Turning stardust into gold dust
: How do sports celebrity endorsements of luxury brands influence the intentions and decisions to purchase of Chinese consumers?

  • Lingling Liu

Student thesis: Doctoral ThesisDoctor of Philosophy


As a result of three decades of rapid economic development, China has become the world’s second largest economy and the second biggest market for luxury consumer products (Chevalier & Lu, 2009; Degen, 2009). The most populous nation in the world is also a leading sports power with strong yet mythical potentials in its sports business market (Chadwick, 2008). This thesis studies the area where luxury consumption and sports business intersect in the market by examining the phenomenon of sports celebrity endorsement of luxury brands and how such endorsements lead to the intentions and decisions by Chinese consumers to purchase the endorsed brands. Employing a mixed-method approach by using qualitative interviews and quantitative surveys, this study adopts a methodological triangulation research design, which involves semi-structured interviews with brand managers and professionals to explore their knowledge and experiences, questionnaire surveys of consumers to understand their demographic characteristics and luxury consumption motives and considerations, and confirmative structured interviews with consumers to ensure the reliability of the research and expand the findings. Research data analysis generated three major findings. Firstly, the purchasing intentions and decisions of the consumers are the result of the synchronised functioning of a triad of social, personal, and commercial factors that define both the endorsers and the consumers. Secondly, the characteristics of the sports celebrity endorsers in terms of their attractiveness, trustworthiness and expertise have positive relationships with the represented brand equity, which in turn has a positive relationship with the consumers’ intentions and decisions to purchase the endorsed products. Thirdly, Chinese consumers demonstrate a weak and conditional preference for local sports celebrities to endorse international luxury brands. These research findings explain why it is more difficult for luxury brand owners to sell to the consumers than to impress or interest them, particularly in the context of the Chinese market. This is a pioneering academic study, intended to provide insights into how consumers in China respond to sports celebrity endorsement of luxury brands. It 2 provides an academic understanding of a knowledge gap between the studies of luxury business and sports marketing. It may benefit the strategists and practitioners of luxury brands by providing an empirical understanding of Chinese consumers and their decision-making processes under the influences of sports celebrity endorsements, so they can develop marketing communication strategies more effectively in the emerging market.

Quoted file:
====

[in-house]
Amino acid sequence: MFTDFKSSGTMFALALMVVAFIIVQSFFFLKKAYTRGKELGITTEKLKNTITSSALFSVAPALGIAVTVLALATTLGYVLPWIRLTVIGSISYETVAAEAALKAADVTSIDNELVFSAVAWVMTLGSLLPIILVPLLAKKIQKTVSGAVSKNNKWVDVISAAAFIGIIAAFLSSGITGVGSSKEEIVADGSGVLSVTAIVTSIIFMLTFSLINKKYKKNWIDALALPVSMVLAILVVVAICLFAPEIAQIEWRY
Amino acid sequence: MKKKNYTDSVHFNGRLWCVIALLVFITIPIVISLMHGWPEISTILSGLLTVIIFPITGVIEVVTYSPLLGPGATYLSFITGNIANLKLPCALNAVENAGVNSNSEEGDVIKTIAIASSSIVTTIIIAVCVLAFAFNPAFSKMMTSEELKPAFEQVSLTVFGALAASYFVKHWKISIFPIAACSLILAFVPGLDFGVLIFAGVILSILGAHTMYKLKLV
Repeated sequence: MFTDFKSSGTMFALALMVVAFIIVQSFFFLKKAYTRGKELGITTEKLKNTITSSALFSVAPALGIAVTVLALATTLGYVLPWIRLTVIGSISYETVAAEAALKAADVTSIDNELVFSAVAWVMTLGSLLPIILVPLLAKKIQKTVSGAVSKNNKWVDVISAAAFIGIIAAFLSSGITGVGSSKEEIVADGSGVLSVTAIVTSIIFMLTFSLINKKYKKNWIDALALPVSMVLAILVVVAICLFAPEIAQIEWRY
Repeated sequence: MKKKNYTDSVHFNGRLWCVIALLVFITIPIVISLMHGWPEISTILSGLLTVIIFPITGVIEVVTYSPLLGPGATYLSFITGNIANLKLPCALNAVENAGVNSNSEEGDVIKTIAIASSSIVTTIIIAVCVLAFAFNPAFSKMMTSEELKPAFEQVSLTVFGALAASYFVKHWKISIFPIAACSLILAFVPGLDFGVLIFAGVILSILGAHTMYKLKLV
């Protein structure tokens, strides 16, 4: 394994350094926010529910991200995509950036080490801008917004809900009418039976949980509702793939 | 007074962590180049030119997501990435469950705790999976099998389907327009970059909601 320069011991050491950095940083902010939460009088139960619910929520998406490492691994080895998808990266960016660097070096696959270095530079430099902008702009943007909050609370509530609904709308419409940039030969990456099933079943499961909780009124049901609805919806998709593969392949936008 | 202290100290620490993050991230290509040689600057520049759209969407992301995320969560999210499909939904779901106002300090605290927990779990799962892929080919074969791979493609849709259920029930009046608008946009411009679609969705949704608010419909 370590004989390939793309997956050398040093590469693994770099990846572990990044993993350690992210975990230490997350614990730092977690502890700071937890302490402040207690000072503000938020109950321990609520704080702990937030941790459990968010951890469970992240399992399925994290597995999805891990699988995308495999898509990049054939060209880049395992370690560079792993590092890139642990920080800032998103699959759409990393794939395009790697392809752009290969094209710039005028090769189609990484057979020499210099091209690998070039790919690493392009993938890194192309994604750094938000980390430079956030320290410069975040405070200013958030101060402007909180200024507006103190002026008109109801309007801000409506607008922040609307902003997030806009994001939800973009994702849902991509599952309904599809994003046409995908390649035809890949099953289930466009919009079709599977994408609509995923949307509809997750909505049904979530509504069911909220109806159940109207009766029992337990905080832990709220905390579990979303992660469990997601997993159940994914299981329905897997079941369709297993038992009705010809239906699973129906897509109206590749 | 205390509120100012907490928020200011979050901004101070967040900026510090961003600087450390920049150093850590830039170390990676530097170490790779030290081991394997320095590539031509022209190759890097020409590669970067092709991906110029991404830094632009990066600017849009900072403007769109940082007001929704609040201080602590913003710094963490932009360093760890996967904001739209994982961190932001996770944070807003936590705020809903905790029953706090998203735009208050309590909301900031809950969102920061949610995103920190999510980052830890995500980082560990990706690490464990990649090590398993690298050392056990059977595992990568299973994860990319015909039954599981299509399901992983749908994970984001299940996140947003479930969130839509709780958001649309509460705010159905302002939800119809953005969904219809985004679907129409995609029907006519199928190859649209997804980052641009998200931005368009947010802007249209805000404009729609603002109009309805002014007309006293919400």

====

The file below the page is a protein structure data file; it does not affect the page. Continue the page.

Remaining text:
Date of Award2016
Original languageEnglish
Awarding Institution
  • Coventry University
SupervisorSimon Chadwick (Supervisor) & John Beech (Supervisor)


  • Luxury brands
  • purchasing intentions
  • consumer
  • purchasing decisions
  • sports celebrity endorsement
  • communication strategy
  • China sports business
  • emerging market

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